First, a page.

EAPs & Crisis Response

by Bernie Dyme

As you know, I am very biased.  I believe that EAPs are invaluable tools for helping employees and workplaces.  And lots of time, the value doesn’t get noticed.  Well, this blog will highlight another element of EAPs that demonstrate teh need for high quality.  Most folks know of Employee Assistance Programs (EAP) as a place for individuals to go when they are in need of help.  Traditionally they have been for folks who are experiencing serious problems.  But EAPs do a lot more and often people are not even aware of those things.  In fact, EAPs are able to provide a lot of preventive services such as finding legal or financial resources or child or elder care.  But a little publicized yet critical service offered by an EAP is Crisis Response.  This occurs in consultative services as well as having the EAP come on-site to assist employees and leadership in dealing with a crisis at work such as a death, bank robbery, shooting or workplace violence episode.

There are many sensational stories such as the Virginia Tech shootings of a few weeks ago but there are also a lot of events that occur outside of the public eye.  Here are some examples of a typical 4 week period that just occurred with Perspectives EAP that required immediate response.

  • An organization recently had two events occur within a very short period of time.  One involved the suicide of a former employee and the other the death of a well liked current employee.  Our specialists helped the HR and management teams deal with the employees and family members effected.  They also assisted them in dealing with the inevitable stress that arises when these situations occur.  We will remain available for the employees and the organization for as long as it takes to recover from these traumas.
  • At another organization, an employee called because he was deciding which of two plans he should use  for killing himself and our EAP specialists called emergency personnel to get him to the hospital.  The next day one of our counselors contacted the employee and spoke with him while he awaited admission to the hospital.  We will follow up to make sure he gets the help he needs and continues on a program that will hopefully enable him to deal with his emotional pain successfully.  And again, we will work with the organization to help them deal with any organizational stress this situation caused.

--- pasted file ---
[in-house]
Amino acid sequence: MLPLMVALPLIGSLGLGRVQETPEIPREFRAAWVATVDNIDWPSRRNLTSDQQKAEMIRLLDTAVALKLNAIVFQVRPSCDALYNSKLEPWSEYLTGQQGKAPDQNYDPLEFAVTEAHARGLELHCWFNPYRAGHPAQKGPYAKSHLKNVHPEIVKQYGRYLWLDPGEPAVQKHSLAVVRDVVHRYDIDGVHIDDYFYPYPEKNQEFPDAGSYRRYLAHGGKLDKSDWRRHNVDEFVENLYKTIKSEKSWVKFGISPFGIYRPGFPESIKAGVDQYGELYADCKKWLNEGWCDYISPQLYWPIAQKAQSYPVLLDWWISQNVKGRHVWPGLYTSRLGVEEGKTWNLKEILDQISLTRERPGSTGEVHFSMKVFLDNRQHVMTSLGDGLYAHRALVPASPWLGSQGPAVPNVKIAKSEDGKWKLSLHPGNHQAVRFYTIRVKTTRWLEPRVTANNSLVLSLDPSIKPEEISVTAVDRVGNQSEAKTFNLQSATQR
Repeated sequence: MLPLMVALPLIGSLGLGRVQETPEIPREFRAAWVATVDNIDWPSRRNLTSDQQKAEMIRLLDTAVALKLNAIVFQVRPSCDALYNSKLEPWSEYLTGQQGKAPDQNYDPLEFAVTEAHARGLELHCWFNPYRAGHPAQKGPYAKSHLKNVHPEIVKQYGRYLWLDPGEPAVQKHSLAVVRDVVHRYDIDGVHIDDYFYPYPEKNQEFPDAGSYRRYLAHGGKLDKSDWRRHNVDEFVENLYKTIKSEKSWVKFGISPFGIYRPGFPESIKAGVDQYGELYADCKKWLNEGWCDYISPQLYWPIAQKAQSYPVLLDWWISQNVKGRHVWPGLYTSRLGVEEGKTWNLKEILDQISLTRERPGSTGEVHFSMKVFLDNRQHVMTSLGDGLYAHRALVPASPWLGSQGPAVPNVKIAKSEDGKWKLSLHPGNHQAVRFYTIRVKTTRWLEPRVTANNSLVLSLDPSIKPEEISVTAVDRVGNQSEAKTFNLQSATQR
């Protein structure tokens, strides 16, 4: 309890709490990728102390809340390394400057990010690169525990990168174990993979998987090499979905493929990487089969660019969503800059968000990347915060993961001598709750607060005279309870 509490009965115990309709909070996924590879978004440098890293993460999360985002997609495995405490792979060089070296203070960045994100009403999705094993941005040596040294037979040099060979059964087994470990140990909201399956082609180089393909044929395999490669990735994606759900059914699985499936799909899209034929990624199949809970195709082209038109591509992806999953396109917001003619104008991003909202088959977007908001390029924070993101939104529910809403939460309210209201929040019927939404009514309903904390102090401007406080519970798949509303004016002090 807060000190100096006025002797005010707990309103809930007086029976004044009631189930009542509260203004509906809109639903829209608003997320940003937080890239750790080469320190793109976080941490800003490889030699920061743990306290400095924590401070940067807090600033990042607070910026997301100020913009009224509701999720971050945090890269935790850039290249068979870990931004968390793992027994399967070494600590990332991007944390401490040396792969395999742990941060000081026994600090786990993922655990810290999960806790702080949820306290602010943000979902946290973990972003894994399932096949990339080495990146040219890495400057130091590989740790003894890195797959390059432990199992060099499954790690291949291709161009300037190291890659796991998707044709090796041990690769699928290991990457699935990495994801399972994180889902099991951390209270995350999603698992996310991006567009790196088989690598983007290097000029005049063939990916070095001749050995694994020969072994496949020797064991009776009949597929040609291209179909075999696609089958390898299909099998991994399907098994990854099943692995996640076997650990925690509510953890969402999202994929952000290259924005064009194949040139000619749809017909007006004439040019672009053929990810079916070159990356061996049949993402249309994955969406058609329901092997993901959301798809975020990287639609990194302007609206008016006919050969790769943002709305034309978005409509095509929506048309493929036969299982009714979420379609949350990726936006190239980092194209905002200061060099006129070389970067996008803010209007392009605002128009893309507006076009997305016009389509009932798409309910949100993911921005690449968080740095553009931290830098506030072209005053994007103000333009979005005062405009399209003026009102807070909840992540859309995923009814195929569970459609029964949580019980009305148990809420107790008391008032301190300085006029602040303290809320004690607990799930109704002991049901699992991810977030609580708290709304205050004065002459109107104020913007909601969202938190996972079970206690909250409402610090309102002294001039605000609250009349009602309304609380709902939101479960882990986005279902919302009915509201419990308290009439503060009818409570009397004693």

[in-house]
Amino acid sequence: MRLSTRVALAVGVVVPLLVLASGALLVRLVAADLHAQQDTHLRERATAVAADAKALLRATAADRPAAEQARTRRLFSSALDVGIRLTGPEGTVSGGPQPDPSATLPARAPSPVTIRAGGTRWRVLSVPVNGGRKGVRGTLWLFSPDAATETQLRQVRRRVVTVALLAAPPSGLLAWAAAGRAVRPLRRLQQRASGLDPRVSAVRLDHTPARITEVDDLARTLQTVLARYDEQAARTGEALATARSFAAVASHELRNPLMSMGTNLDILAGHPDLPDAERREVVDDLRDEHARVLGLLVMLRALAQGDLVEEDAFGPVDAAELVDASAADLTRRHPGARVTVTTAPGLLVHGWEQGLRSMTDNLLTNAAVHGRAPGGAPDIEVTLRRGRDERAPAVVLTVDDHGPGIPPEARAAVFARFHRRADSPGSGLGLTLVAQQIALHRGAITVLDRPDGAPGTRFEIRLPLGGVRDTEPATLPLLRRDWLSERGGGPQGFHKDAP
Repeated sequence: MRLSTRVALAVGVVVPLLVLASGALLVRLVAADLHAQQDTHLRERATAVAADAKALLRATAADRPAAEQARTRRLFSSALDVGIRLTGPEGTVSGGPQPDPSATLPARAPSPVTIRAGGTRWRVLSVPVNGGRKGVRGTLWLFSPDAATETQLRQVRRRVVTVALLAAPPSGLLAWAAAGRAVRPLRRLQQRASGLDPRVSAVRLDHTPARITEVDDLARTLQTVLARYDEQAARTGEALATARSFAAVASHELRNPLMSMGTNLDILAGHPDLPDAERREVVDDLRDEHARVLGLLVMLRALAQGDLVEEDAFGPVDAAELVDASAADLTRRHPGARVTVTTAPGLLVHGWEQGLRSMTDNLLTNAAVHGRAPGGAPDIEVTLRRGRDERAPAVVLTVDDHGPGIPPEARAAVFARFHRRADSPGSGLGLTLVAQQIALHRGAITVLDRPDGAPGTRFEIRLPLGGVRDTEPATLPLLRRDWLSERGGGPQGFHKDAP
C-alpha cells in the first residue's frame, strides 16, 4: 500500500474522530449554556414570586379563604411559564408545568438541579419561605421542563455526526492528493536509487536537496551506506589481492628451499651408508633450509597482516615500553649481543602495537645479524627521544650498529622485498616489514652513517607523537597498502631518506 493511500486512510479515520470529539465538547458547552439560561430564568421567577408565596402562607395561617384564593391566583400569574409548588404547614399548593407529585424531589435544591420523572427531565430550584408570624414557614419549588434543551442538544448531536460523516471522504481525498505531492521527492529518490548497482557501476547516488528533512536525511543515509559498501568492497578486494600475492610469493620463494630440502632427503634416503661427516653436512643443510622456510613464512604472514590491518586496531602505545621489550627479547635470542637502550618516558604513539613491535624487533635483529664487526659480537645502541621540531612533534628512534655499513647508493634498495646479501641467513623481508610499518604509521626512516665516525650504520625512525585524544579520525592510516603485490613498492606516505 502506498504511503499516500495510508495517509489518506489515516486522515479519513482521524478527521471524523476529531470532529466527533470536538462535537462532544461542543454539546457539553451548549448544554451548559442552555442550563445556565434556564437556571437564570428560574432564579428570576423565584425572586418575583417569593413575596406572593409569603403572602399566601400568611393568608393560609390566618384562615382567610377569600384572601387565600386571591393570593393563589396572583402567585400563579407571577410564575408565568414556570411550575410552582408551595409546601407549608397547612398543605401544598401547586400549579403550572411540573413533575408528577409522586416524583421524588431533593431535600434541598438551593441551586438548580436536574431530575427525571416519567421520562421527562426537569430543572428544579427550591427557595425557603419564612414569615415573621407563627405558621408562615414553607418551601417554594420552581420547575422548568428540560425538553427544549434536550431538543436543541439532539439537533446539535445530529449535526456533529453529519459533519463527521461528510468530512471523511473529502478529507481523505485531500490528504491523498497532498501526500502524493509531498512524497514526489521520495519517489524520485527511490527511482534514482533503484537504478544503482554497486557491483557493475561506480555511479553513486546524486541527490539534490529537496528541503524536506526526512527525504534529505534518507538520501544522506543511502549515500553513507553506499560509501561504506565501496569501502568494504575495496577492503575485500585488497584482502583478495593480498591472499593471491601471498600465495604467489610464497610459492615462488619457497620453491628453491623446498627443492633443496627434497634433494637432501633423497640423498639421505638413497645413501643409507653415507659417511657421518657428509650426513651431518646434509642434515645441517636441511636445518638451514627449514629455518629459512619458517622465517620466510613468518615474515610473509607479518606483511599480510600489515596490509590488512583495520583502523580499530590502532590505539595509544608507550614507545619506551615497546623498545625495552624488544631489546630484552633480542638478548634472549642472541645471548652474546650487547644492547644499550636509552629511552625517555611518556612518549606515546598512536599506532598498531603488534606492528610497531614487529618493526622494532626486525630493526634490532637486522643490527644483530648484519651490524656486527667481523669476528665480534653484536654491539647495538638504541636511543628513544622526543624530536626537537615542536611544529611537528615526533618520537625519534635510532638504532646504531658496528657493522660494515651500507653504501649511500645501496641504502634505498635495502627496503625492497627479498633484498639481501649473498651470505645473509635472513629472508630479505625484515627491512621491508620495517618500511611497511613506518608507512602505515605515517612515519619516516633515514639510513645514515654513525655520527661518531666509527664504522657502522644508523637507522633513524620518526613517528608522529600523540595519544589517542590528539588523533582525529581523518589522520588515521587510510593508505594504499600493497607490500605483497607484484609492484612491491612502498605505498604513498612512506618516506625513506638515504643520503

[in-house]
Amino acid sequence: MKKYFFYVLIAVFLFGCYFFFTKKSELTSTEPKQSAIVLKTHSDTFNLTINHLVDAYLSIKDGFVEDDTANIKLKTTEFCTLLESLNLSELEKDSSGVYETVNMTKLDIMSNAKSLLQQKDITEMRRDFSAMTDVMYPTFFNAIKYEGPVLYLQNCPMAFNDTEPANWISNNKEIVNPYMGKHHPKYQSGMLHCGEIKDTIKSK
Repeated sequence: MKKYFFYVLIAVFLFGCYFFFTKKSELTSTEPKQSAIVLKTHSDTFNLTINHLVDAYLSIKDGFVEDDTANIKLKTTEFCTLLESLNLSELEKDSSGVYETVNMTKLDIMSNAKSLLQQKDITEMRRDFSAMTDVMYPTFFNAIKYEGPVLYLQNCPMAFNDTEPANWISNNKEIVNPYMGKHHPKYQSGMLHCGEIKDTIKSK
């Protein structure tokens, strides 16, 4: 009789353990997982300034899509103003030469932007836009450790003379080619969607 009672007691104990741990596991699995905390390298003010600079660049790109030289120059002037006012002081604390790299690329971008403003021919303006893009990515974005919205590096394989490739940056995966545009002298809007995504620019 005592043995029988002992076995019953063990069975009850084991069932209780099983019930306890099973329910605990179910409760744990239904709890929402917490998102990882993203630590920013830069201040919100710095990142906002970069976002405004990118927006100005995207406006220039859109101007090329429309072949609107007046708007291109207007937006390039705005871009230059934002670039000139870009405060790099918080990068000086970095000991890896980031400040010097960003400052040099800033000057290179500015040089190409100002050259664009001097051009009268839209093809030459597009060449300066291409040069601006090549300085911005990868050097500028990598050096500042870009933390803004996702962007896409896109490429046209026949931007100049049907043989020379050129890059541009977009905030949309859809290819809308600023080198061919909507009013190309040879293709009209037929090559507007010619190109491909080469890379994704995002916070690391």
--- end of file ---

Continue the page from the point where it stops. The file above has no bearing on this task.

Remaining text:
• In another situation, a manager called the EAP to let us know that one of his employees had discussed his plan to commit suicide and got him to call the EAP.  Our EAP counselor spent time with him on the phone and got permission to contact the employee’s family and psychiatrist.  We will also reach out to the manager to make sue that he is supported in his own possible reactions.
  • An employee called at his supervisor’s request after telling his supervisor he was not feeling well and was having multiple life problems.  The employee revealed to the counselor that he had just attempted to kill himself at work prior to talking to supervisor.  Although the employee disconnected the call when safety measures were discussed, police and work site follow up pursued, resulting in employee being voluntarily hospitalized.  Again, we will work with the supervisor to support him around his feelings.

These are just some of the many incidents that occur on a fairly regular basis.  It hopefully shows you the value of a high quality EAP and the complexity of  work that goes into dealing with these types of traumas.  So the next time you are considering contracting with an EAP, make sure that these services are a part of their expertise.  This type of service is a major part of what the EAP does and should be doing.  It can save lives and create an environment that fosters safety, security, loyalty and productivity.

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